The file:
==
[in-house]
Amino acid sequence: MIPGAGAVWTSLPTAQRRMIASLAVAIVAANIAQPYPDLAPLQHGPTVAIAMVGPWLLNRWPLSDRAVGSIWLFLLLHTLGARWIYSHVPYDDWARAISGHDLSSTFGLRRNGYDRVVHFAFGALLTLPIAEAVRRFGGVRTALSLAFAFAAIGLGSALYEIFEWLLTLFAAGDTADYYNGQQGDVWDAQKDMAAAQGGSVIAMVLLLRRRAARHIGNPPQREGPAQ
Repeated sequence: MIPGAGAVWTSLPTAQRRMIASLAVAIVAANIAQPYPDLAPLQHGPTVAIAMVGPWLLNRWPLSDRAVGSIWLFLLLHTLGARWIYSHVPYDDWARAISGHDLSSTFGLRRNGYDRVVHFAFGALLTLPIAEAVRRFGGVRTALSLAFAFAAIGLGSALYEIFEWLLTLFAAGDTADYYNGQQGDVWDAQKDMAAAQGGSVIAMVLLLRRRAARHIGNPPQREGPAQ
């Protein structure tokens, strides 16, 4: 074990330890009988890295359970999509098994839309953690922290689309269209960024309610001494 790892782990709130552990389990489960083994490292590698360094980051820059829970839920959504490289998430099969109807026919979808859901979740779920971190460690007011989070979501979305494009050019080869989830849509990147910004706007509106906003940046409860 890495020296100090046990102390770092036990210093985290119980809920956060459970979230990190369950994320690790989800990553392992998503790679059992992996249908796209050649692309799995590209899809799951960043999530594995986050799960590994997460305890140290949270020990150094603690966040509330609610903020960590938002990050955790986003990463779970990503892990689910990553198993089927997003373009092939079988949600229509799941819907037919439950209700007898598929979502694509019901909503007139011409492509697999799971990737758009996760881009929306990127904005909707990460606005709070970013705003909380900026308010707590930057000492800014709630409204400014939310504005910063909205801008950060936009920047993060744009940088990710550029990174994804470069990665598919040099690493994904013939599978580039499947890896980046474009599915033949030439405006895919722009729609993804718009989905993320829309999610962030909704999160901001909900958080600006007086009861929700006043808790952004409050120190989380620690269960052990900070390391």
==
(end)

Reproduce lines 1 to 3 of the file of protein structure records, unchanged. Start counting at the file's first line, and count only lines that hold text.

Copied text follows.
[in-house]
Amino acid sequence: MIPGAGAVWTSLPTAQRRMIASLAVAIVAANIAQPYPDLAPLQHGPTVAIAMVGPWLLNRWPLSDRAVGSIWLFLLLHTLGARWIYSHVPYDDWARAISGHDLSSTFGLRRNGYDRVVHFAFGALLTLPIAEAVRRFGGVRTALSLAFAFAAIGLGSALYEIFEWLLTLFAAGDTADYYNGQQGDVWDAQKDMAAAQGGSVIAMVLLLRRRAARHIGNPPQREGPAQ
Repeated sequence: MIPGAGAVWTSLPTAQRRMIASLAVAIVAANIAQPYPDLAPLQHGPTVAIAMVGPWLLNRWPLSDRAVGSIWLFLLLHTLGARWIYSHVPYDDWARAISGHDLSSTFGLRRNGYDRVVHFAFGALLTLPIAEAVRRFGGVRTALSLAFAFAAIGLGSALYEIFEWLLTLFAAGDTADYYNGQQGDVWDAQKDMAAAQGGSVIAMVLLLRRRAARHIGNPPQREGPAQ